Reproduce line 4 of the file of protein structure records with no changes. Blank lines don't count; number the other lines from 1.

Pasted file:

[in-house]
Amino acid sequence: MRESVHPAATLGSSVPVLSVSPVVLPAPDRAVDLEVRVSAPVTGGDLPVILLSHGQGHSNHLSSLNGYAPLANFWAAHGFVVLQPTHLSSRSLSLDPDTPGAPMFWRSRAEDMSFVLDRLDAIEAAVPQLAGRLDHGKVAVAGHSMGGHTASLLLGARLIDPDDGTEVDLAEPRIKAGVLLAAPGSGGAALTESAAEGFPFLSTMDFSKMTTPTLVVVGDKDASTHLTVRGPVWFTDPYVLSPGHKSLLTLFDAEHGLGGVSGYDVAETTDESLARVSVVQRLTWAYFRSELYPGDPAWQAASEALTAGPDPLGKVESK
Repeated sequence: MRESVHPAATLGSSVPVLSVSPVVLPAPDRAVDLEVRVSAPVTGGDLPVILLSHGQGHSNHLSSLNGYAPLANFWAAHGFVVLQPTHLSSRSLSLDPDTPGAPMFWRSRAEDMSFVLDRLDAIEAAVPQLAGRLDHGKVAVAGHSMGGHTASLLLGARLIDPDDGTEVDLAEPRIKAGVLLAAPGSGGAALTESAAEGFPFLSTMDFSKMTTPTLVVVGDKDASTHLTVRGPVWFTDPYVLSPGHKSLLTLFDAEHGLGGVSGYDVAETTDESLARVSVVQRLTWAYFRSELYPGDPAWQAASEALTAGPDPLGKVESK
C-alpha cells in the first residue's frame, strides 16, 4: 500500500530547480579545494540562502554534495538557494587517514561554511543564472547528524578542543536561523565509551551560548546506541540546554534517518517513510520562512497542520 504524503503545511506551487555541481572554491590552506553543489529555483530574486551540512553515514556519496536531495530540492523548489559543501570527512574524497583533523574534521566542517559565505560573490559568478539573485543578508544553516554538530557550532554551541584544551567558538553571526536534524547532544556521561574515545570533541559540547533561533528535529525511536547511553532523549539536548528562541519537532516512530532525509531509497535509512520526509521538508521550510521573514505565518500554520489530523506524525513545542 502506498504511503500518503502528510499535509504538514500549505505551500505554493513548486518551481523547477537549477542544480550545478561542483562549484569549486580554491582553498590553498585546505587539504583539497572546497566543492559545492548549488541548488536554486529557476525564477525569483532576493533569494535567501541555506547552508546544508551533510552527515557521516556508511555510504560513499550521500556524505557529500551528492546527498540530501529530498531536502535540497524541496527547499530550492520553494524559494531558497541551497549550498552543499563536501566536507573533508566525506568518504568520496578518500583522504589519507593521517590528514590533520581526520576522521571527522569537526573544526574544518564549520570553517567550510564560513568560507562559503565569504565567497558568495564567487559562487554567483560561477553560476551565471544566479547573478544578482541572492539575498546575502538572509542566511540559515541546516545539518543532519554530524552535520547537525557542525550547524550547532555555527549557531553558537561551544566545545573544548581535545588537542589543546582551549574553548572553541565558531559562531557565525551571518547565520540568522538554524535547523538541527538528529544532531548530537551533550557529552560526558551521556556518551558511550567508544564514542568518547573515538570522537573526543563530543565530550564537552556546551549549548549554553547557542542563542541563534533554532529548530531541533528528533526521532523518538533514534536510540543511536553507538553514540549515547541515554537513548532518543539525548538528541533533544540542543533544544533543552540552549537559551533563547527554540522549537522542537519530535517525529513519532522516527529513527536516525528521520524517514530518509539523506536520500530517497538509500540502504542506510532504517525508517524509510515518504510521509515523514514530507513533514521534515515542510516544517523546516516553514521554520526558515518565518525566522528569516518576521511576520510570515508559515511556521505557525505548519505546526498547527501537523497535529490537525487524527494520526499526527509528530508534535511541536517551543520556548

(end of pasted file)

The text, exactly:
C-alpha cells in the first residue's frame, strides 16, 4: 500500500530547480579545494540562502554534495538557494587517514561554511543564472547528524578542543536561523565509551551560548546506541540546554534517518517513510520562512497542520 504524503503545511506551487555541481572554491590552506553543489529555483530574486551540512553515514556519496536531495530540492523548489559543501570527512574524497583533523574534521566542517559565505560573490559568478539573485543578508544553516554538530557550532554551541584544551567558538553571526536534524547532544556521561574515545570533541559540547533561533528535529525511536547511553532523549539536548528562541519537532516512530532525509531509497535509512520526509521538508521550510521573514505565518500554520489530523506524525513545542 502506498504511503500518503502528510499535509504538514500549505505551500505554493513548486518551481523547477537549477542544480550545478561542483562549484569549486580554491582553498590553498585546505587539504583539497572546497566543492559545492548549488541548488536554486529557476525564477525569483532576493533569494535567501541555506547552508546544508551533510552527515557521516556508511555510504560513499550521500556524505557529500551528492546527498540530501529530498531536502535540497524541496527547499530550492520553494524559494531558497541551497549550498552543499563536501566536507573533508566525506568518504568520496578518500583522504589519507593521517590528514590533520581526520576522521571527522569537526573544526574544518564549520570553517567550510564560513568560507562559503565569504565567497558568495564567487559562487554567483560561477553560476551565471544566479547573478544578482541572492539575498546575502538572509542566511540559515541546516545539518543532519554530524552535520547537525557542525550547524550547532555555527549557531553558537561551544566545545573544548581535545588537542589543546582551549574553548572553541565558531559562531557565525551571518547565520540568522538554524535547523538541527538528529544532531548530537551533550557529552560526558551521556556518551558511550567508544564514542568518547573515538570522537573526543563530543565530550564537552556546551549549548549554553547557542542563542541563534533554532529548530531541533528528533526521532523518538533514534536510540543511536553507538553514540549515547541515554537513548532518543539525548538528541533533544540542543533544544533543552540552549537559551533563547527554540522549537522542537519530535517525529513519532522516527529513527536516525528521520524517514530518509539523506536520500530517497538509500540502504542506510532504517525508517524509510515518504510521509515523514514530507513533514521534515515542510516544517523546516516553514521554520526558515518565518525566522528569516518576521511576520510570515508559515511556521505557525505548519505546526498547527501537523497535529490537525487524527494520526499526527509528530508534535511541536517551543520556548